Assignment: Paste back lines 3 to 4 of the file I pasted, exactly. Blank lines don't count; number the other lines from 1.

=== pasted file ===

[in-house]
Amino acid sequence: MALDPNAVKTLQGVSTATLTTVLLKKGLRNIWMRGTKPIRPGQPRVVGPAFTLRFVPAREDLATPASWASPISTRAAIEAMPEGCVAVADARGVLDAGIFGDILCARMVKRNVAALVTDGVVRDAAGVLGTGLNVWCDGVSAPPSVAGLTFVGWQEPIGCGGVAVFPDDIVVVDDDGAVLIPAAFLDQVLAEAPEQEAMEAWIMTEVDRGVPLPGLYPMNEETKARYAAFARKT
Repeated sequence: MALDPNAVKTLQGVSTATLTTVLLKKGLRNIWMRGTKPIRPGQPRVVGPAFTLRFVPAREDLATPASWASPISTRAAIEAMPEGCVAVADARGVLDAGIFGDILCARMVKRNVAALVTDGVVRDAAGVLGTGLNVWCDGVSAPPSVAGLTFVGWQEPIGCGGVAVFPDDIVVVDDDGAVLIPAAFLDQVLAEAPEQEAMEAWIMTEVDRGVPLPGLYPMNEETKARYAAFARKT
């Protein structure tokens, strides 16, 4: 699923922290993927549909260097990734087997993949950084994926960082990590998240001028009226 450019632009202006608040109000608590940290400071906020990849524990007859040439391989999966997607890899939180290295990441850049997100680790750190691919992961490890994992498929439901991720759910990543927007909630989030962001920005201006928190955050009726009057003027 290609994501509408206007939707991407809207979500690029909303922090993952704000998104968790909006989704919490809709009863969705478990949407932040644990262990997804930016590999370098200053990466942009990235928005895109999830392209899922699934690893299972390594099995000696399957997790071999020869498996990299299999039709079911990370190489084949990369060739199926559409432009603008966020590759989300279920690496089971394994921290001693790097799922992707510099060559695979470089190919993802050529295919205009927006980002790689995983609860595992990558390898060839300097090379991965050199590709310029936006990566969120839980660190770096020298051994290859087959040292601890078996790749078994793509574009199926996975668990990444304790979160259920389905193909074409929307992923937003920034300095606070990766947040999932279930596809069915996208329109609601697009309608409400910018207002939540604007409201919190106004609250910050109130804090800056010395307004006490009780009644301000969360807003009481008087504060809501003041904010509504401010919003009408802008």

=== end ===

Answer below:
Repeated sequence: MALDPNAVKTLQGVSTATLTTVLLKKGLRNIWMRGTKPIRPGQPRVVGPAFTLRFVPAREDLATPASWASPISTRAAIEAMPEGCVAVADARGVLDAGIFGDILCARMVKRNVAALVTDGVVRDAAGVLGTGLNVWCDGVSAPPSVAGLTFVGWQEPIGCGGVAVFPDDIVVVDDDGAVLIPAAFLDQVLAEAPEQEAMEAWIMTEVDRGVPLPGLYPMNEETKARYAAFARKT
């Protein structure tokens, strides 16, 4: 699923922290993927549909260097990734087997993949950084994926960082990590998240001028009226 450019632009202006608040109000608590940290400071906020990849524990007859040439391989999966997607890899939180290295990441850049997100680790750190691919992961490890994992498929439901991720759910990543927007909630989030962001920005201006928190955050009726009057003027 290609994501509408206007939707991407809207979500690029909303922090993952704000998104968790909006989704919490809709009863969705478990949407932040644990262990997804930016590999370098200053990466942009990235928005895109999830392209899922699934690893299972390594099995000696399957997790071999020869498996990299299999039709079911990370190489084949990369060739199926559409432009603008966020590759989300279920690496089971394994921290001693790097799922992707510099060559695979470089190919993802050529295919205009927006980002790689995983609860595992990558390898060839300097090379991965050199590709310029936006990566969120839980660190770096020298051994290859087959040292601890078996790749078994793509574009199926996975668990990444304790979160259920389905193909074409929307992923937003920034300095606070990766947040999932279930596809069915996208329109609601697009309608409400910018207002939540604007409201919190106004609250910050109130804090800056010395307004006490009780009644301000969360807003009481008087504060809501003041904010509504401010919003009408802008």